Two Different Styles
Clearly each style has their own advantages and disadvantages. So how do we determine which one is the best for the average investor? According to a 2016 Hartford Whitepaper on the subject, out performance of active vs. passive styles typically occur in cycles. This means to say that sometimes active managers outperform, and sometimes passive styles outperform. According to the authors, looking back to 1985, there have been 15 years of active out-performance, and 15 years of passive out-performance. Over the 30 year time frame of 1985 to 2015, the relative out-performance of each strategy was cyclical.
If there is a cyclical nature to out-performance, relying on one strategy over the other might not be the best path forward. By combining the two into portfolio construction, an investor may be able to take advantage of the benefits to both. The investor may be able to take advantage of a skilled manager, while simultaneously lowering the total expenses on a portfolio using a passive approach.
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When Active is not Active
There is a danger lurking in active funds though. All managers are not created equally. These are what the industry has dubbed the “closet indexers.” These are fund managers who in their attempt to keep relatively the same performance as a benchmark, select holdings that are mostly similar. They only deviate a little bit, trying to just beat the index, and thus prolong their careers as a manager. In this case, the investor is receiving the performance of a passive investment, with the expenses of an active manager.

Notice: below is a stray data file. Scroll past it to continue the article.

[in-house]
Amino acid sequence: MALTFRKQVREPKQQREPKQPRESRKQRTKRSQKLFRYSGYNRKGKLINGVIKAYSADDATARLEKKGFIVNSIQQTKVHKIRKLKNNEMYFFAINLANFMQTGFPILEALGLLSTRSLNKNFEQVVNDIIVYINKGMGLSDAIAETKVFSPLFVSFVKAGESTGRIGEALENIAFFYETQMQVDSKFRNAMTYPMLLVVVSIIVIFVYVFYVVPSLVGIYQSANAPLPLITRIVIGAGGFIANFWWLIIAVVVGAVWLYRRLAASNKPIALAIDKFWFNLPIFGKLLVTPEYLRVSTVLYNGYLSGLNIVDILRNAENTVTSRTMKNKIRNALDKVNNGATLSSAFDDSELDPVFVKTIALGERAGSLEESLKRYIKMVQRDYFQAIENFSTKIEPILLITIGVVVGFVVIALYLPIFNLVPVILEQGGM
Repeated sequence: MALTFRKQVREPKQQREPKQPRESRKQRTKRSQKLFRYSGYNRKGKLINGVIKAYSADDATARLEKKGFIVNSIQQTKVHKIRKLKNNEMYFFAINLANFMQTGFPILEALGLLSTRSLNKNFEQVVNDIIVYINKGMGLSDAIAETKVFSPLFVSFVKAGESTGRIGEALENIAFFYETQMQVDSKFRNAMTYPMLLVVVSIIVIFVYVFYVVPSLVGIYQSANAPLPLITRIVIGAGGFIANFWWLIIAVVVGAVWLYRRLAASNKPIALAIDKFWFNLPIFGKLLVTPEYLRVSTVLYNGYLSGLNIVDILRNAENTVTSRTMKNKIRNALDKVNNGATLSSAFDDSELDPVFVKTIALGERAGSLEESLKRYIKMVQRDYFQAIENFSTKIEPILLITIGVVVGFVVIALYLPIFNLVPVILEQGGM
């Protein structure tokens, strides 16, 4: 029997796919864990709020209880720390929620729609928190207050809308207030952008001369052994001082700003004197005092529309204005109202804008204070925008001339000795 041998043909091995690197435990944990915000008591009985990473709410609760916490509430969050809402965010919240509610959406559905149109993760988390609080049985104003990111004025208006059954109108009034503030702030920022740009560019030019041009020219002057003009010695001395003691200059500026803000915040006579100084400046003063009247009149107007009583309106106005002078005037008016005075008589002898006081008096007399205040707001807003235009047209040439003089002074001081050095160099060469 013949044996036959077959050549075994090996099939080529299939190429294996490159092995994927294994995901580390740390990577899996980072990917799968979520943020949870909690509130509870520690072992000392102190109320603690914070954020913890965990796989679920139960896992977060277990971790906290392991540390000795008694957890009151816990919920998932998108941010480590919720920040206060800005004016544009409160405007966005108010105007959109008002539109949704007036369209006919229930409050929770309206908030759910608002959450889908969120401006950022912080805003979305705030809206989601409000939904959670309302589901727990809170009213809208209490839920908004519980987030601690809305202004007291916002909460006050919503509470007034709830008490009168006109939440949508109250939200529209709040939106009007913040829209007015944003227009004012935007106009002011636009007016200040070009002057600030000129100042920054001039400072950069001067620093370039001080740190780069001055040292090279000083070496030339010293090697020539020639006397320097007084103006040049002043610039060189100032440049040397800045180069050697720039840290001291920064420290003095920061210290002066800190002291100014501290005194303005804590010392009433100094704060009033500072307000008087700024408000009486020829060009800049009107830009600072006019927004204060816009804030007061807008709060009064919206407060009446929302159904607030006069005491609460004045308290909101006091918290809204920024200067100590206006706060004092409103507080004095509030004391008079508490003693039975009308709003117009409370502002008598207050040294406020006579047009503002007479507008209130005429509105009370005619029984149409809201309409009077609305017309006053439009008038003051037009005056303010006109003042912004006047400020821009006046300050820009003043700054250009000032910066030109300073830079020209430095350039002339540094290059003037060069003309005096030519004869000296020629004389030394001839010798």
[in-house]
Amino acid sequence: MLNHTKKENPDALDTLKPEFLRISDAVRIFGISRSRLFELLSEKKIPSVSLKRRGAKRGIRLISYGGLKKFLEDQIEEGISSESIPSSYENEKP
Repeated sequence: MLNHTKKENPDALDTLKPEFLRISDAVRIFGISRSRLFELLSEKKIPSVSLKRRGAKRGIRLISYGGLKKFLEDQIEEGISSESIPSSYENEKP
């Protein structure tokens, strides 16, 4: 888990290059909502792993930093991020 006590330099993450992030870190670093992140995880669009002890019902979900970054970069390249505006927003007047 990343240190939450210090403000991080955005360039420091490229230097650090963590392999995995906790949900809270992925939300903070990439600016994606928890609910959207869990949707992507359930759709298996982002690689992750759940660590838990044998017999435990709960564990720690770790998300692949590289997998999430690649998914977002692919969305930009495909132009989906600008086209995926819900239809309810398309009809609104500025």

Enter the concept of “Active Share.” This is a measure of holdings in a portfolio that differ from the index. Managers with high levels of active share are not mirroring their comparative index. They are selecting securities and weightings that are held outside of the index in an attempt to have performance that differs from the market overall. Depending on the strategy or process used, they could hold many individual securities, or just a handful.
The average investor would be wise to determine what their goals and objectives are prior to investing. If the goal is to create a very diversified, low cost portfolio, a passive strategy may be the way to go. If they are looking for a specific objective or return, then finding an active manager that attempts to provide this could be the best route. Another alternative is to combine the strategies and take advantage of the synergies that can be provided. The challenge though is to evaluate whether or not an active manager is truly active, or simply an index in active clothing.